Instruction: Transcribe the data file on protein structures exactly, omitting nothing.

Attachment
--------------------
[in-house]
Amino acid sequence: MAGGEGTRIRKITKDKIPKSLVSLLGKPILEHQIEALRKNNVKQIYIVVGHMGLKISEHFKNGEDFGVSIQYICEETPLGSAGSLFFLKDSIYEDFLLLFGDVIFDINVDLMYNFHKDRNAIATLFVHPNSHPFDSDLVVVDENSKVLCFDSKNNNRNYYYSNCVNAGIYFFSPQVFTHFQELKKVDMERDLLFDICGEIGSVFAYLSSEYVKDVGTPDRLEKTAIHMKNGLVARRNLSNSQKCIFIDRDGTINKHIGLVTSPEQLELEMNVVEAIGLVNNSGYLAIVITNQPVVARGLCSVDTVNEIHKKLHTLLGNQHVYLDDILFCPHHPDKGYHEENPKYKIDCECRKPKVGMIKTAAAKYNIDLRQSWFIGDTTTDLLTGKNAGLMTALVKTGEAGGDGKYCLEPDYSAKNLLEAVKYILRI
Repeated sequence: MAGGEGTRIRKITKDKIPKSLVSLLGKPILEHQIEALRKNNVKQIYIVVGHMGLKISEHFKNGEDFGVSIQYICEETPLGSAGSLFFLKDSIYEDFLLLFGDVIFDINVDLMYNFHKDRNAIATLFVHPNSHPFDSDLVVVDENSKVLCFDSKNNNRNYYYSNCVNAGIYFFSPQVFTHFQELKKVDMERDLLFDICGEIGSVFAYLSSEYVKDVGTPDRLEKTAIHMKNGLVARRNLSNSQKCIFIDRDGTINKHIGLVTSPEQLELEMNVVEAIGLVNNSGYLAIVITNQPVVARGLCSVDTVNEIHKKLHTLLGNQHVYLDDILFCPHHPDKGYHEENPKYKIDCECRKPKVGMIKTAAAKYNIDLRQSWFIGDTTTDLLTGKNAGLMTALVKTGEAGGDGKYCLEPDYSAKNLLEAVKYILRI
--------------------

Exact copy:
[in-house]
Amino acid sequence: MAGGEGTRIRKITKDKIPKSLVSLLGKPILEHQIEALRKNNVKQIYIVVGHMGLKISEHFKNGEDFGVSIQYICEETPLGSAGSLFFLKDSIYEDFLLLFGDVIFDINVDLMYNFHKDRNAIATLFVHPNSHPFDSDLVVVDENSKVLCFDSKNNNRNYYYSNCVNAGIYFFSPQVFTHFQELKKVDMERDLLFDICGEIGSVFAYLSSEYVKDVGTPDRLEKTAIHMKNGLVARRNLSNSQKCIFIDRDGTINKHIGLVTSPEQLELEMNVVEAIGLVNNSGYLAIVITNQPVVARGLCSVDTVNEIHKKLHTLLGNQHVYLDDILFCPHHPDKGYHEENPKYKIDCECRKPKVGMIKTAAAKYNIDLRQSWFIGDTTTDLLTGKNAGLMTALVKTGEAGGDGKYCLEPDYSAKNLLEAVKYILRI
Repeated sequence: MAGGEGTRIRKITKDKIPKSLVSLLGKPILEHQIEALRKNNVKQIYIVVGHMGLKISEHFKNGEDFGVSIQYICEETPLGSAGSLFFLKDSIYEDFLLLFGDVIFDINVDLMYNFHKDRNAIATLFVHPNSHPFDSDLVVVDENSKVLCFDSKNNNRNYYYSNCVNAGIYFFSPQVFTHFQELKKVDMERDLLFDICGEIGSVFAYLSSEYVKDVGTPDRLEKTAIHMKNGLVARRNLSNSQKCIFIDRDGTINKHIGLVTSPEQLELEMNVVEAIGLVNNSGYLAIVITNQPVVARGLCSVDTVNEIHKKLHTLLGNQHVYLDDILFCPHHPDKGYHEENPKYKIDCECRKPKVGMIKTAAAKYNIDLRQSWFIGDTTTDLLTGKNAGLMTALVKTGEAGGDGKYCLEPDYSAKNLLEAVKYILRI